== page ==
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I have been kicking around the idea of making my own circuit board to activate the whistle motor in a coal tender. I got started on this when I bought my first K-Line engine/tender off ebay and found that I couldn't get the whistle to activate with my CW-80. One thing I've really enjoyed about the CW-80 and the modern Lionel whistling tenders is how good a job it does in activating whistles compared to my PW stuff.

In the process of getting the original K-line board to work with the whistle activator supplied by K-line, that board burned up. So, I carefully removed a board from one of my Lionel tenders and put it into the K-line and it worked great. Since then I reverse engineered the Lionel circuit to see if I could make my own. I did have a question about using one of two different resistors, see below.

I've been searching through the Mouser's catalog and these are the parts I've come up with.
Darlington Transistor
1 mF 50V Capacitor
470mF 35V Capacitor
1N4001 Rectifier Diode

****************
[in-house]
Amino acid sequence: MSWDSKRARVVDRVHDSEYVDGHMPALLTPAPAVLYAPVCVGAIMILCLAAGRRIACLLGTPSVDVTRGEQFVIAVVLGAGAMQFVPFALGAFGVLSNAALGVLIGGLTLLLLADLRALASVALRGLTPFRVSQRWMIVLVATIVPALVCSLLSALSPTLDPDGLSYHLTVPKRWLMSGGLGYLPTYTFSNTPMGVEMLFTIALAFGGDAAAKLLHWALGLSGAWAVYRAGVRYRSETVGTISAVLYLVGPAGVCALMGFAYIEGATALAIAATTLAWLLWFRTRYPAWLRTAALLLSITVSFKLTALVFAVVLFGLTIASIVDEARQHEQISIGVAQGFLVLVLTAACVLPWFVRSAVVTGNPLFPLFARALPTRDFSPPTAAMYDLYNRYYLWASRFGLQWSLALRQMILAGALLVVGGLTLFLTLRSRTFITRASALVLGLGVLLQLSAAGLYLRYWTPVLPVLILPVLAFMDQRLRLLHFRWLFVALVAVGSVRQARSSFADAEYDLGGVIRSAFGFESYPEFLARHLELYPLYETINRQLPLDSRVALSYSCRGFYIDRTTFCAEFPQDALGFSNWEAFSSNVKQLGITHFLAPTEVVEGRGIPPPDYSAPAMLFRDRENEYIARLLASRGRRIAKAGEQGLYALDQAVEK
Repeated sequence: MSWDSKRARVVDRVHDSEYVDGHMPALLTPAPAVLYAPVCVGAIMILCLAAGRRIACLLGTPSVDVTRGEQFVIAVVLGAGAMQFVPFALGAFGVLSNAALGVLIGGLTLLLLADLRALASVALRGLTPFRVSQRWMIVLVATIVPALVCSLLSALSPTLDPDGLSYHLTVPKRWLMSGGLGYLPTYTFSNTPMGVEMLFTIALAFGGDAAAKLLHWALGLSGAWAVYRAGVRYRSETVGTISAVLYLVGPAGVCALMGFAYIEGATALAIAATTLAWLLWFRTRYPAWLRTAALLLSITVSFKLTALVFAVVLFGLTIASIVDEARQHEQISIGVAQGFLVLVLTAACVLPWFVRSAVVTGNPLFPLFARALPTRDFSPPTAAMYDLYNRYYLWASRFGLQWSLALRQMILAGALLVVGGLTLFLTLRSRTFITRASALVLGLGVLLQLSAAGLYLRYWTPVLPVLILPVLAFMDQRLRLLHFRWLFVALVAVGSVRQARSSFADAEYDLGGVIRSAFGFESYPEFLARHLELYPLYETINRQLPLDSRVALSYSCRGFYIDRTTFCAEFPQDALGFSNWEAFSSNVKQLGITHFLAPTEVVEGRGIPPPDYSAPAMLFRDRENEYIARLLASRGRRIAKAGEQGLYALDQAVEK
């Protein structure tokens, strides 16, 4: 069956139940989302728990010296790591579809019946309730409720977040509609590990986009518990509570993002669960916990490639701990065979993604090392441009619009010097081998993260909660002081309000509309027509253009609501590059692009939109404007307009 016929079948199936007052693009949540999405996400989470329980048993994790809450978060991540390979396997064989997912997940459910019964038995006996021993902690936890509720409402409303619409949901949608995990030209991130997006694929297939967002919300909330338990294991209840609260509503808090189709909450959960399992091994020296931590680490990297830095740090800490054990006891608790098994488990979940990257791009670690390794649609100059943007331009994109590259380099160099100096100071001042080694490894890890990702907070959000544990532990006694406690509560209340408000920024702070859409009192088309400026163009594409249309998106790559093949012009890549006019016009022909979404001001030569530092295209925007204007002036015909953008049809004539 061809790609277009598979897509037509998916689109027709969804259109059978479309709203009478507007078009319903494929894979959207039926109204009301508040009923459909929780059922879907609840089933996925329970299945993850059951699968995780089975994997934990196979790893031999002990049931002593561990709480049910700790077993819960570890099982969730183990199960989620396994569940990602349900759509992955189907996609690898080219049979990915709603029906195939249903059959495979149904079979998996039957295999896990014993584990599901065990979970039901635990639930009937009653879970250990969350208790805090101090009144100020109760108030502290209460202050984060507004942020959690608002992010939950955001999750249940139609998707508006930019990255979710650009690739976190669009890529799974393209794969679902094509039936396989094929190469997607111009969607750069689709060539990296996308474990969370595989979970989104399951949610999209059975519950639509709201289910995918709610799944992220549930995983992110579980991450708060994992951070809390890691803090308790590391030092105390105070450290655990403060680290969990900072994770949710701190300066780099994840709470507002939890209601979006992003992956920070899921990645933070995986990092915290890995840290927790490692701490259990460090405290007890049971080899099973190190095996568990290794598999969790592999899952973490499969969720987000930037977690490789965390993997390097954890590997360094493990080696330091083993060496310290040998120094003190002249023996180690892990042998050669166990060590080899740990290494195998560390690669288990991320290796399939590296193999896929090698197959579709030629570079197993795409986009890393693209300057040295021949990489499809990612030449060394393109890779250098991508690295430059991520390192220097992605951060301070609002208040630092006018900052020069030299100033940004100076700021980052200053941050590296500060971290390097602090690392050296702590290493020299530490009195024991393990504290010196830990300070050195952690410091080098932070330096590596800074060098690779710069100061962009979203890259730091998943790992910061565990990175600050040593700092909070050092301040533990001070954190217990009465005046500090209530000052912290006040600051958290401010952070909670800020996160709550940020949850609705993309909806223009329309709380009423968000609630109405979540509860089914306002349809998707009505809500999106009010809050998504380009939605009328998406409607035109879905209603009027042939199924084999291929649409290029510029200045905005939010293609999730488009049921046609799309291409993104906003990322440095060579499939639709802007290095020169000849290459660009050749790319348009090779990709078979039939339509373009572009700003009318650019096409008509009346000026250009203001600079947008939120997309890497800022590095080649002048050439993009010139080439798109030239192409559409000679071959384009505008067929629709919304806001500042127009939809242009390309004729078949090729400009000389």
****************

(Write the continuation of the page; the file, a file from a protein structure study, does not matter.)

7.5 K Ohm Resistor
7K Ohm Resistor
or
6.8K Ohm Resistor
The 7K resistor is what's on the board but it costs $.60 each. The 6.78K is only $.02 each. Does anyone think it will make any difference?
Last edited {1}
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Stan, you really know what you're doing. After studying it out, I see you have the transistor drawn correctly and after looking at the capacitor again I realized I didn't have it right either. And you're also right about the resistor being 10K. Once I got the light on it just right I could see it had a brown ring instead of violet.

I agree about getting the cost down too. Getting it done as cheaply as possible is another part of the fun.